It appears that scientists have discovered a new way of treating type II diabetes.
The treatments which are used for obesity seem to also have a positive effect on this disease, which only makes sense since the two are connected.
Molecular Metabolism had recently published a study in which it explains how this therapeutic effect is achieved in our brains.
University of Aberdeen’s Rowett Institute’s scientists, together with teams from Michigan and Cambridge’s universities, have come upon an interesting discovery.
It would seem that a medication called Lorcaserin plays a role in the brain by improving type II diabetes.
It does this through modifying the neurons’ activity, which helps in regulating blood glucose levels.
They prescribe this medication to patients in order to help them lose weight. This is because it can regulate our levels of hunger.
But according to recent studies, other than being useful for such a thing, Lorcaserin can also lower the glucose levels in one’s body. Not to mention it increases one’s cells’ sensitivity towards insulin.
We all know how crucial this is. If one’s body fails in producing enough insulin or the cells don’t react to insulin, the result is type II diabetes.
In which case, glucose, instead of being used as energy like it’s meant to be, stays in the blood. The leader of the Aberdeen scientific team, Professor Lora Heisler, had explained this.
She also went on to say that, while other diabetes drugs work to improve the symptoms, this specific drug, Lorcaserin, works on improving type II diabetes itself.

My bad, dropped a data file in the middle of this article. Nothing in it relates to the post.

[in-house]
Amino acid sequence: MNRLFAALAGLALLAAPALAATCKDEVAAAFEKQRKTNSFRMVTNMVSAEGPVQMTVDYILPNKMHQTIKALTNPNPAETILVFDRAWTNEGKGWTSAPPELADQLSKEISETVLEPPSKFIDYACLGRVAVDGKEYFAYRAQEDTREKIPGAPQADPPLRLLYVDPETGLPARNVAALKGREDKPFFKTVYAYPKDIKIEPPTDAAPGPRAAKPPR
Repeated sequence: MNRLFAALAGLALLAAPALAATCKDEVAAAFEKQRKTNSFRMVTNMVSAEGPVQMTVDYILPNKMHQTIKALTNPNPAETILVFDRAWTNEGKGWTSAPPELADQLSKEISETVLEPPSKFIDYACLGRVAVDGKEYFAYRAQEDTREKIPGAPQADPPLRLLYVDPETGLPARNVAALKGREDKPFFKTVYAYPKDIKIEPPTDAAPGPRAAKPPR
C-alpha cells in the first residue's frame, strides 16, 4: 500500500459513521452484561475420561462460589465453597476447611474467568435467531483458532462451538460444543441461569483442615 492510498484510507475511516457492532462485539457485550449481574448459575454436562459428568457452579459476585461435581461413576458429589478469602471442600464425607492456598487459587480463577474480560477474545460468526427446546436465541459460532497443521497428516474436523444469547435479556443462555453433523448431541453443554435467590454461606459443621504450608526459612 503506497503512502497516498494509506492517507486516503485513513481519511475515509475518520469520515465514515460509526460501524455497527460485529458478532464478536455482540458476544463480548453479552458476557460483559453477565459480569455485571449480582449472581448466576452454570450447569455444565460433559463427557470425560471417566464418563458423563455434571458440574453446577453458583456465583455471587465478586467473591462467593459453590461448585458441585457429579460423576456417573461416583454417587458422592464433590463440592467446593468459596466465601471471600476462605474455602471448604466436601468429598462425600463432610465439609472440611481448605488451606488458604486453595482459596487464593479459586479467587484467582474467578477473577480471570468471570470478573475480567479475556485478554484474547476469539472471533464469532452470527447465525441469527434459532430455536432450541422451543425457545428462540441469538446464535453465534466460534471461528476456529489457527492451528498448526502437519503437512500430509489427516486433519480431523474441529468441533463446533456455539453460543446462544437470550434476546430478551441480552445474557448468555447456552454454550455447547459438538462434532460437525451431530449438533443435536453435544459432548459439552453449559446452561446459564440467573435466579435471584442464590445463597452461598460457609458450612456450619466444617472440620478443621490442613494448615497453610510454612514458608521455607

It does this by targeting the brain’s most important hormones, called POMC (pro-opiomelanocortin) peptides.
They are responsible for the regulation of one’s appetite. In other words, they send us messages telling us to stop eating since we are full – the result being weight loss.
But also, these POMC hormones help maintain our blood glucose levels in check by activating a different circuit in our brains.
Such a discovery is of the utmost importance. This especially since type II diabetes is becoming more and more prevalent in the 21st century.
So, naturally, new and improved treatment methods are always welcome.
Dr. Mark Evans, the leader of the Cambridge scientific team, also added that much more research is needed.
But he also mentioned that this is all very promising. And that such findings offer an entirely new direction of treating type II diabetes.
Of course, this also brings much-needed hope for the individuals already struggling with this disease on a daily basis.
We shall have to see what the future brings for this new potential drug.